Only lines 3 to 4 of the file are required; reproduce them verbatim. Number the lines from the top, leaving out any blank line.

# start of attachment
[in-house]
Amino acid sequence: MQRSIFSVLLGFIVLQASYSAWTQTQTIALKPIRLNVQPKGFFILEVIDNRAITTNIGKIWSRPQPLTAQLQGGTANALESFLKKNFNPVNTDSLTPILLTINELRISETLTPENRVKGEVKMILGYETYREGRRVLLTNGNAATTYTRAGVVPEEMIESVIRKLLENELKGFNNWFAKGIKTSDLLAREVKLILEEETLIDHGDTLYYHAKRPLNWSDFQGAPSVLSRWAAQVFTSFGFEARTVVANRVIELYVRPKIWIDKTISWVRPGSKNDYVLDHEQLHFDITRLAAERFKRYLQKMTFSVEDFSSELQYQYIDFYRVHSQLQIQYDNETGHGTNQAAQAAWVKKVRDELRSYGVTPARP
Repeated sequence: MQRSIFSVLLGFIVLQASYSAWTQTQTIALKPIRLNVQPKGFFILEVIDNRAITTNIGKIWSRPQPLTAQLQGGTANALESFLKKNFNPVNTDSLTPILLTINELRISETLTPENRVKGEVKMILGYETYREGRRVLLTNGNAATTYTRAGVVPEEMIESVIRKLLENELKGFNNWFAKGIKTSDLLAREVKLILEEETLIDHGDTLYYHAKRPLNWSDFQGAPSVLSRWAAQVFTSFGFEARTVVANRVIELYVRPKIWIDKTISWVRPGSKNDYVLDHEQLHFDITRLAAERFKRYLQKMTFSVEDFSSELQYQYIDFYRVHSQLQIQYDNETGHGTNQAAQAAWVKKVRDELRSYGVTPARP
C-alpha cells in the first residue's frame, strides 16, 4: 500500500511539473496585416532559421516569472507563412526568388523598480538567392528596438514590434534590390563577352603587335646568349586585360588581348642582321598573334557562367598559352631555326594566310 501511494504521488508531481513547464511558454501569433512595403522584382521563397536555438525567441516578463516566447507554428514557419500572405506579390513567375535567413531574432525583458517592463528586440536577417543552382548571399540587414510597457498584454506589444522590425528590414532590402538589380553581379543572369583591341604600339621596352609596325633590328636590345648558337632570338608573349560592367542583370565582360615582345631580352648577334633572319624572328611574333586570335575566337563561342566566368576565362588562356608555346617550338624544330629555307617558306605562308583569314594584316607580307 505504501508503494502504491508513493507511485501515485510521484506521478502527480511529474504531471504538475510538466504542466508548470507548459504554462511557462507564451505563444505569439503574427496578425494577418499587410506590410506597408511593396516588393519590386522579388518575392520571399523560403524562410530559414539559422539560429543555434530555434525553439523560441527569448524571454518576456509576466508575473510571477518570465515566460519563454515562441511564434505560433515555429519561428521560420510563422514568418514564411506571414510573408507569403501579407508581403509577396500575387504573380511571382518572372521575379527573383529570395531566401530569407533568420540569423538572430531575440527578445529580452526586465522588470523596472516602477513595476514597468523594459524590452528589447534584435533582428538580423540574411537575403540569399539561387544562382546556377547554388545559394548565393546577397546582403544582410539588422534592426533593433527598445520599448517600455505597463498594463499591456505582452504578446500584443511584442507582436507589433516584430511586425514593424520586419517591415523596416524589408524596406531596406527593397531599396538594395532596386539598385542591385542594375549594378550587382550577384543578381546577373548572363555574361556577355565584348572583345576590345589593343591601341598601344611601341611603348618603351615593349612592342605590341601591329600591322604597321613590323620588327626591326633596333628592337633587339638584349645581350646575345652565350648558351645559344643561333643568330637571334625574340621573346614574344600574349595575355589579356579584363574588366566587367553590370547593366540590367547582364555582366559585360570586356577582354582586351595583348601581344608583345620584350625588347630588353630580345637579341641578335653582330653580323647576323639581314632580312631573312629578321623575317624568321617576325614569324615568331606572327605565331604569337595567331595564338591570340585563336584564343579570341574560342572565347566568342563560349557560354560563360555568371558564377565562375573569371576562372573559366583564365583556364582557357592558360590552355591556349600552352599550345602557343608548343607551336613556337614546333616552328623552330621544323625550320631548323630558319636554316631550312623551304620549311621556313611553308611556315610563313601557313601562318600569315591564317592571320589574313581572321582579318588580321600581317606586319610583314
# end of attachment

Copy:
Repeated sequence: MQRSIFSVLLGFIVLQASYSAWTQTQTIALKPIRLNVQPKGFFILEVIDNRAITTNIGKIWSRPQPLTAQLQGGTANALESFLKKNFNPVNTDSLTPILLTINELRISETLTPENRVKGEVKMILGYETYREGRRVLLTNGNAATTYTRAGVVPEEMIESVIRKLLENELKGFNNWFAKGIKTSDLLAREVKLILEEETLIDHGDTLYYHAKRPLNWSDFQGAPSVLSRWAAQVFTSFGFEARTVVANRVIELYVRPKIWIDKTISWVRPGSKNDYVLDHEQLHFDITRLAAERFKRYLQKMTFSVEDFSSELQYQYIDFYRVHSQLQIQYDNETGHGTNQAAQAAWVKKVRDELRSYGVTPARP
C-alpha cells in the first residue's frame, strides 16, 4: 500500500511539473496585416532559421516569472507563412526568388523598480538567392528596438514590434534590390563577352603587335646568349586585360588581348642582321598573334557562367598559352631555326594566310 501511494504521488508531481513547464511558454501569433512595403522584382521563397536555438525567441516578463516566447507554428514557419500572405506579390513567375535567413531574432525583458517592463528586440536577417543552382548571399540587414510597457498584454506589444522590425528590414532590402538589380553581379543572369583591341604600339621596352609596325633590328636590345648558337632570338608573349560592367542583370565582360615582345631580352648577334633572319624572328611574333586570335575566337563561342566566368576565362588562356608555346617550338624544330629555307617558306605562308583569314594584316607580307 505504501508503494502504491508513493507511485501515485510521484506521478502527480511529474504531471504538475510538466504542466508548470507548459504554462511557462507564451505563444505569439503574427496578425494577418499587410506590410506597408511593396516588393519590386522579388518575392520571399523560403524562410530559414539559422539560429543555434530555434525553439523560441527569448524571454518576456509576466508575473510571477518570465515566460519563454515562441511564434505560433515555429519561428521560420510563422514568418514564411506571414510573408507569403501579407508581403509577396500575387504573380511571382518572372521575379527573383529570395531566401530569407533568420540569423538572430531575440527578445529580452526586465522588470523596472516602477513595476514597468523594459524590452528589447534584435533582428538580423540574411537575403540569399539561387544562382546556377547554388545559394548565393546577397546582403544582410539588422534592426533593433527598445520599448517600455505597463498594463499591456505582452504578446500584443511584442507582436507589433516584430511586425514593424520586419517591415523596416524589408524596406531596406527593397531599396538594395532596386539598385542591385542594375549594378550587382550577384543578381546577373548572363555574361556577355565584348572583345576590345589593343591601341598601344611601341611603348618603351615593349612592342605590341601591329600591322604597321613590323620588327626591326633596333628592337633587339638584349645581350646575345652565350648558351645559344643561333643568330637571334625574340621573346614574344600574349595575355589579356579584363574588366566587367553590370547593366540590367547582364555582366559585360570586356577582354582586351595583348601581344608583345620584350625588347630588353630580345637579341641578335653582330653580323647576323639581314632580312631573312629578321623575317624568321617576325614569324615568331606572327605565331604569337595567331595564338591570340585563336584564343579570341574560342572565347566568342563560349557560354560563360555568371558564377565562375573569371576562372573559366583564365583556364582557357592558360590552355591556349600552352599550345602557343608548343607551336613556337614546333616552328623552330621544323625550320631548323630558319636554316631550312623551304620549311621556313611553308611556315610563313601557313601562318600569315591564317592571320589574313581572321582579318588580321600581317606586319610583314